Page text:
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Marcus Grant | Managing Editor

A low rumble of the car’s engine played in tune with the radio as Jackie and Tonks headed deeper into the mountains. The summer air had a slight chill to it. It came in streams through the cracked windows of Jackie’s hatchback, throwing the braids in her hair around. She reached a hand out to Tonks, running her fingers through his soft, spotted fur as he looked outside. He was growing restless. They would need to stop soon.

It had been a few weeks since Jackie left her small hometown in western Oregon, deciding she needed a chance to get away for a bit. Her parents were worried. “How will you afford this?” “You just want to sleep in your car?” “This is very impractical, you know,” they told her time and time again, as she fixed her car up for the trip. She didn’t really have a plan and she didn’t really think she needed one. And Tonks was excited for the trip - it wasn’t often that he saw much more than the forest they lived in.

Jackie pulled the car over, hopping out to look at the view. It was dry and sandy and the grass nearby tickled her legs but the sun was hanging just over a pair of orange rock formations, turning the sky a bright pink as it began moving lower. The GPS did say they were nearing a national park. Tonks jumped out, looking around for something to play with, his energy built up from a long day in the car.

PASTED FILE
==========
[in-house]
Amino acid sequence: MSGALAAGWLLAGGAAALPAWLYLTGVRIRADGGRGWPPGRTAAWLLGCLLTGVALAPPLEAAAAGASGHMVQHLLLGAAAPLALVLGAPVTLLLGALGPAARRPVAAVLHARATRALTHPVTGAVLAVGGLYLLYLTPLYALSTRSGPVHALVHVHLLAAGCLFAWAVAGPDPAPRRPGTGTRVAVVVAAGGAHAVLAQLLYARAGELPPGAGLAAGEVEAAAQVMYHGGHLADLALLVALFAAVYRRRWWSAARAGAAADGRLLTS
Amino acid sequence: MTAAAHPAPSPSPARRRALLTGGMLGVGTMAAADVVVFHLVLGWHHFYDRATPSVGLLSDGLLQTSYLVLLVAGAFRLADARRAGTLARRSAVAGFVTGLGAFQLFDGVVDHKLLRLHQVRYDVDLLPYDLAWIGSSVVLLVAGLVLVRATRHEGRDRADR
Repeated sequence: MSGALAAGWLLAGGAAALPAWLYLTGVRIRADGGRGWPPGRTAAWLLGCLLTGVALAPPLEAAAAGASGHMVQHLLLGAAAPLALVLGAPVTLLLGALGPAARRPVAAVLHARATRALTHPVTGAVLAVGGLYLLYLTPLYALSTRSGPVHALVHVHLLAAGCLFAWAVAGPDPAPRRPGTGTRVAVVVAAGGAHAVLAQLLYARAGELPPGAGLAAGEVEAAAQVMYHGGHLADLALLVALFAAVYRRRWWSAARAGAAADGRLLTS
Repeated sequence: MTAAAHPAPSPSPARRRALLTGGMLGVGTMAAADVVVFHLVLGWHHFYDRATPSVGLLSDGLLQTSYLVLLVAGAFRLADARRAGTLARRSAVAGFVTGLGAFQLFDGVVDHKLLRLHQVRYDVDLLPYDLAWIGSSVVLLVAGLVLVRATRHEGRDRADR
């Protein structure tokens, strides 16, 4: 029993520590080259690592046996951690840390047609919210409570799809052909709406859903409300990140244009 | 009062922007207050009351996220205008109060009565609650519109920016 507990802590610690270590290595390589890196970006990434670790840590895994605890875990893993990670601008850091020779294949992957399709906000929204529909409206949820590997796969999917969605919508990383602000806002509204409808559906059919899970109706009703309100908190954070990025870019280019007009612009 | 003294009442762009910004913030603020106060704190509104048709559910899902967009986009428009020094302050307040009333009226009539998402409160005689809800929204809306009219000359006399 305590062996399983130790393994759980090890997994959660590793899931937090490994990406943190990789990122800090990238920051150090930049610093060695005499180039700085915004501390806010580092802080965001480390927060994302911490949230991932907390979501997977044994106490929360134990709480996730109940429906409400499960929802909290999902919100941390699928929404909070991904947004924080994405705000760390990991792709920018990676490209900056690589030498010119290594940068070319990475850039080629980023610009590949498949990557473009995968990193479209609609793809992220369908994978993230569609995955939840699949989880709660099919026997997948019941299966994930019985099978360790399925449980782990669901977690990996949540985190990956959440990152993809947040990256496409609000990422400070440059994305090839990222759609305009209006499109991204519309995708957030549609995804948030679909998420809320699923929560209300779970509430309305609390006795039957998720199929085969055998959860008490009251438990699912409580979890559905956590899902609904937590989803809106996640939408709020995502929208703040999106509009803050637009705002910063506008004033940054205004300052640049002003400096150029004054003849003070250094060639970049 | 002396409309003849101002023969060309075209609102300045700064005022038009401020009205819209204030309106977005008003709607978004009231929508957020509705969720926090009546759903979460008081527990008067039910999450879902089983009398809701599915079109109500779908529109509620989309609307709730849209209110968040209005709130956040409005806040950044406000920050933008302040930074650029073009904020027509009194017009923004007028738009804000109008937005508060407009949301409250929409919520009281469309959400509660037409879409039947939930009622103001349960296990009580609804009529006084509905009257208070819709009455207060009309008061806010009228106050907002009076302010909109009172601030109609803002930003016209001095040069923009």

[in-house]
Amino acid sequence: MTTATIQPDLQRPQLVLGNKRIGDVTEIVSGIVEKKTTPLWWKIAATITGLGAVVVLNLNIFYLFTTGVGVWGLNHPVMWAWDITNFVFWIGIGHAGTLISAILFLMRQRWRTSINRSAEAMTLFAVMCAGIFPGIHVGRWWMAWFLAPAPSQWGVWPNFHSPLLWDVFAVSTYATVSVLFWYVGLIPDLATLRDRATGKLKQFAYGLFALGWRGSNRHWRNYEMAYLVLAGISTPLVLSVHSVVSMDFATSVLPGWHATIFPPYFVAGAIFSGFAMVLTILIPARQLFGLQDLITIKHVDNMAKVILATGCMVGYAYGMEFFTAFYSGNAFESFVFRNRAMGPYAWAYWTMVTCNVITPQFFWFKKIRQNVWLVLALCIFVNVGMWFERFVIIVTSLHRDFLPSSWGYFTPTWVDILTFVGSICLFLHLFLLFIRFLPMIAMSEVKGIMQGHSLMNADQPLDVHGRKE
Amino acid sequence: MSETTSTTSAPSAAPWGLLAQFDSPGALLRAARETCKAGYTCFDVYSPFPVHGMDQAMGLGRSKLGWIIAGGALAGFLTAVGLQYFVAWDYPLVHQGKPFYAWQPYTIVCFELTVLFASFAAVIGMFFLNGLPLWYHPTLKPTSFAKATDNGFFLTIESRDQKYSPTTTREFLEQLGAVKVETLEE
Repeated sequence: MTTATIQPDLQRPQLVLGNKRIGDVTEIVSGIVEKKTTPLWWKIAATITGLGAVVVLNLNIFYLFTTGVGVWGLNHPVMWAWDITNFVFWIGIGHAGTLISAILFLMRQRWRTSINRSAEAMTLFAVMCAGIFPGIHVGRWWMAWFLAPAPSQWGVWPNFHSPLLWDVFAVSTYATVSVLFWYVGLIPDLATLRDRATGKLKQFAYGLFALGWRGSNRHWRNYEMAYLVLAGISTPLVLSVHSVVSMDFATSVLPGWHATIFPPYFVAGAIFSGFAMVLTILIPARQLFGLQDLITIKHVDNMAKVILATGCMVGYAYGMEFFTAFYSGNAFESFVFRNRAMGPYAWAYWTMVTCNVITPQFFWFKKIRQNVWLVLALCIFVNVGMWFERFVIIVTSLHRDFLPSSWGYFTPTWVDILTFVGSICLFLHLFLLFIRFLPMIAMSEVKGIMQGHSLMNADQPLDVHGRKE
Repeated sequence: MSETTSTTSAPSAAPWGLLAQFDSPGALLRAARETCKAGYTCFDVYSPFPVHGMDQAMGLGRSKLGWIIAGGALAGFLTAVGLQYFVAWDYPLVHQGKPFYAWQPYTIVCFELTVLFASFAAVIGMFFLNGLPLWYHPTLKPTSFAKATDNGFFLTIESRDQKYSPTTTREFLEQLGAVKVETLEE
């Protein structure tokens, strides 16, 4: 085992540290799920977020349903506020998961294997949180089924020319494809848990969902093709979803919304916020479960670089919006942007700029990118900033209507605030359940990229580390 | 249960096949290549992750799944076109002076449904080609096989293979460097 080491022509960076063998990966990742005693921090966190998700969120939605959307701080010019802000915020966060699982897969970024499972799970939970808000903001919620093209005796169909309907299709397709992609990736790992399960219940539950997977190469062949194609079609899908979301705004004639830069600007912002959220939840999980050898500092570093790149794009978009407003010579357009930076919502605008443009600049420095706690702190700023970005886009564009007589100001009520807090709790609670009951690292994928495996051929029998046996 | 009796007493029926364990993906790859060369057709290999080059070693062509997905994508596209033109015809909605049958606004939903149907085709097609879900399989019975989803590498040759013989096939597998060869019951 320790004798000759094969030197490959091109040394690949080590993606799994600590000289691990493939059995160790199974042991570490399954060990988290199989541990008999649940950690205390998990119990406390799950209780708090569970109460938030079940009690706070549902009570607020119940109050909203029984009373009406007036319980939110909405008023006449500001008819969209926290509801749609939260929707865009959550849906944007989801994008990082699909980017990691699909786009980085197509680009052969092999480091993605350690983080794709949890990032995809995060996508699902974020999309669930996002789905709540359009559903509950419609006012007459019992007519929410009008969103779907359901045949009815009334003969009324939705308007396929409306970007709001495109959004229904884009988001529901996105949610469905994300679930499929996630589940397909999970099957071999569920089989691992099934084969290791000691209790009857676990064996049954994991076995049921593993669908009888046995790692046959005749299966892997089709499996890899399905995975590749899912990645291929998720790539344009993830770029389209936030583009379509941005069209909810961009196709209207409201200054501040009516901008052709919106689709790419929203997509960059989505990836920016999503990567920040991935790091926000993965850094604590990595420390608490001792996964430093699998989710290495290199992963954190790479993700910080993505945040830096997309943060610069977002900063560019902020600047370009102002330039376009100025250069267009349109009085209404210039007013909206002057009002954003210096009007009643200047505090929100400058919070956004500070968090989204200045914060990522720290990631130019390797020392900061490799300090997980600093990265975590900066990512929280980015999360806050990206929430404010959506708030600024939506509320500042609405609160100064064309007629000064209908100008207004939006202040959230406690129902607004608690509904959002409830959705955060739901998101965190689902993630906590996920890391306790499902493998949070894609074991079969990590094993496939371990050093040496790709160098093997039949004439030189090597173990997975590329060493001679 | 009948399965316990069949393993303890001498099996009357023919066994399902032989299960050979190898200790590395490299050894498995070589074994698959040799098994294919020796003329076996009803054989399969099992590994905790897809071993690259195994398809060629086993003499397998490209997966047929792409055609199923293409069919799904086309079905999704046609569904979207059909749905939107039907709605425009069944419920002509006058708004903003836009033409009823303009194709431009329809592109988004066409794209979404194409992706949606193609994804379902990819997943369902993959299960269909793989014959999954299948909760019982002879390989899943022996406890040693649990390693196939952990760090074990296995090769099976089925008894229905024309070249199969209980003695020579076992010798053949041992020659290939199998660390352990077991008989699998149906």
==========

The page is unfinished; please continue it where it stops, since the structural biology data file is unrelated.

As night began to set in, Jackie got to work setting up her tent, allowing Tonks to sit in the open trunk of her car. Quick to stir and quick to tire. He lay sprawled out in a pile of dirty clothes and some old blankets. She’d have to stop at a laundromat sometime soon.

After the tent was up, she sat on the ground, letting Tonks’ tail hit her in the head as he napped, looking up at the stars. It’s nice to be away from people, she thought to herself. And the stars are so beautiful out here. She decided to grab her camera, hoping to get a few good shots to send home to mom and dad. Of Tonks. Of the mountains. Of the stars. Even of herself, though she looked slightly worn from putting up the tent.

“Come on, big guy.” She patted Tonks, trying to get him to move from the car to the tent. He did, looking up at her groggily. “Oh, don’t make that face at me.”

It was quiet inside the tent. Only the tune of crickets mixed with the sound of her dog's low snores. “Maybe we should invest in getting an RV so I don’t have to set up the tent every night.” No response. Not like she hadn’t expected that from the tuckered dog. “I guess you don’t care anyway.” Tonks didn’t care. Or at least he didn’t as long as he was with Jackie. And she felt the same.

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